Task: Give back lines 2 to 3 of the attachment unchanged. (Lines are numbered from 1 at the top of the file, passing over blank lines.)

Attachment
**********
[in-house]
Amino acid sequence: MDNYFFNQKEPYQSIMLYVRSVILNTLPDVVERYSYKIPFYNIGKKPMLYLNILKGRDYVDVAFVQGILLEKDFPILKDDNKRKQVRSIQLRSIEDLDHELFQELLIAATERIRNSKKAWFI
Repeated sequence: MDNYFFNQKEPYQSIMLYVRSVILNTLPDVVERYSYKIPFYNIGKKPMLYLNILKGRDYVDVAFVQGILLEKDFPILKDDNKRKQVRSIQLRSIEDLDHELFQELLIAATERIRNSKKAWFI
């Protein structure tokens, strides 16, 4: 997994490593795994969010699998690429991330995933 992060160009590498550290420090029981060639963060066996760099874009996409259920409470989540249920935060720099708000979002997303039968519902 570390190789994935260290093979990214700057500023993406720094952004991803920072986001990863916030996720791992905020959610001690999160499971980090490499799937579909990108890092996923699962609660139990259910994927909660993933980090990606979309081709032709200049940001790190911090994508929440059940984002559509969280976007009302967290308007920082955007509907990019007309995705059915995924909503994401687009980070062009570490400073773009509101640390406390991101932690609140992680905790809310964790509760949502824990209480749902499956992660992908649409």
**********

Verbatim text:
Amino acid sequence: MDNYFFNQKEPYQSIMLYVRSVILNTLPDVVERYSYKIPFYNIGKKPMLYLNILKGRDYVDVAFVQGILLEKDFPILKDDNKRKQVRSIQLRSIEDLDHELFQELLIAATERIRNSKKAWFI
Repeated sequence: MDNYFFNQKEPYQSIMLYVRSVILNTLPDVVERYSYKIPFYNIGKKPMLYLNILKGRDYVDVAFVQGILLEKDFPILKDDNKRKQVRSIQLRSIEDLDHELFQELLIAATERIRNSKKAWFI